May 4: Landscape Art for an Industrializing America

 

Today in 1826, iconic American landscape painter Frederic Edwin Church was born in Hartford. The internationally famed artist’s Connecticut roots ran deep: he was a direct descendant of one of the original English Puritans who settled Hartford with Rev. Thomas Hooker. His father, a prominent silversmith, also became a director of Hartford’s Aetna Insurance Company.

As a young man Church’s artistic talent caught the attention of his neighbor Daniel Wadsworth, a notable patron of the arts and future founder of the Wadsworth Atheneum. Wadsworth introduced Church to Thomas Cole, then one of the most famous American landscape painters. Church became the first student to study under Cole, entering a two-year apprenticeship when he was only 18. Five years later, at 23, Church was the youngest person ever invited to join the National Academy of Design.

Hooker and Company Journeying Through the Wilderness. Wadsworth Athenaeum
Hooker and Company Journeying Through the Wilderness. Wadsworth Athenaeum

Church quickly became one of the most famous painters of the Hudson River School, a distinctly American art movement founded by Thomas Cole, uniquely attuned to the cultural nostalgia for nature that accompanied America’s industrial revolution. Hudson River School artists sought to invoke strong feelings of emotion and awe through large, incredibly detailed, romanticized landscapes. Their paintings were extremely popular throughout 19th-century America, as inhabitants of America’s new and increasingly industrialized towns and cities yearned to reconnect with a natural world from which they felt increasingly isolated.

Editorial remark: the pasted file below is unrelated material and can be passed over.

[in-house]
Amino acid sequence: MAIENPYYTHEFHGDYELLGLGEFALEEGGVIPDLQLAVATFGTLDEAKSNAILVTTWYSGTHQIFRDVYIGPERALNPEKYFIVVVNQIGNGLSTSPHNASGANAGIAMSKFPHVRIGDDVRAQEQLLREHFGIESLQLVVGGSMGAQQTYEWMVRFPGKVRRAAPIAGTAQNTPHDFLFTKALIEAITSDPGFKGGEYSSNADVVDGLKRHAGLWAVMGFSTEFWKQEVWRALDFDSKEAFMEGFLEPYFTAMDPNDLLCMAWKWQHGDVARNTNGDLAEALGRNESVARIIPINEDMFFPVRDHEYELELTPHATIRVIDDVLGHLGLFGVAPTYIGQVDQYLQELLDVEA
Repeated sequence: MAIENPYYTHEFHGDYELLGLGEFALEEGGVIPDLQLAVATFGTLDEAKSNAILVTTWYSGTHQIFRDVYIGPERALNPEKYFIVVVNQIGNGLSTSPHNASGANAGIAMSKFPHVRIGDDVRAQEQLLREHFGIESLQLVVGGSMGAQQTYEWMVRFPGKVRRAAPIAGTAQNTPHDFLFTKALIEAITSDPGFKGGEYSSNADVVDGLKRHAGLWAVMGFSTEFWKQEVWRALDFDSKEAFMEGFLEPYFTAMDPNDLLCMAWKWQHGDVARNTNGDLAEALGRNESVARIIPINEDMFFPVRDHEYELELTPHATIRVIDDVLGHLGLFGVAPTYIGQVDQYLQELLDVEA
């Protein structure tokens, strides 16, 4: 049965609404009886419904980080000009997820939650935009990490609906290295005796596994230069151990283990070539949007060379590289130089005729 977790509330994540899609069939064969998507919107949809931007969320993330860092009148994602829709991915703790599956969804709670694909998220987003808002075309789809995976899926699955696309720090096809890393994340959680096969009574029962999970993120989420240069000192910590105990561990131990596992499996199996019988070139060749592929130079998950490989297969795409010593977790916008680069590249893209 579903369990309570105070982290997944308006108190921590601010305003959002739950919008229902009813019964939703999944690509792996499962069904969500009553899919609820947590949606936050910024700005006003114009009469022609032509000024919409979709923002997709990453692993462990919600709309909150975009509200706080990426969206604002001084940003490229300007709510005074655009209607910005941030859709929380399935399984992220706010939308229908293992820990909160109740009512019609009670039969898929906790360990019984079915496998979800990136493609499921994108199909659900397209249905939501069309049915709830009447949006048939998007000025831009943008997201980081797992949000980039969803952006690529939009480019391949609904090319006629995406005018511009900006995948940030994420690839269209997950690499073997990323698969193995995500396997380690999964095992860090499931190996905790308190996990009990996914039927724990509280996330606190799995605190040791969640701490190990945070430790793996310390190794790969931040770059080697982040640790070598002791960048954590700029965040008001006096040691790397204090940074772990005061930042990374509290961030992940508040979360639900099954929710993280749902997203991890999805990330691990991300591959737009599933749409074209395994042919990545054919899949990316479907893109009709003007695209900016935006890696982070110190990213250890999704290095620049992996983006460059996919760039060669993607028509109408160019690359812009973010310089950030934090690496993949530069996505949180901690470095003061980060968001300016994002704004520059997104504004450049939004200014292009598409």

While Church traveled extensively to find subject matter for his art, he found plenty of inspiration in his home state: Two of his most famous works feature Hartford’s legendary Charter Oak (1846) and New Haven’s West Rock (1849). After his death in 1900, Church was buried in Spring Grove Cemetery in his hometown of Hartford.

Further Reading

Frederic Edwin Church,” U.S. National Gallery of Art

Church’s World,” Olana State Historic Site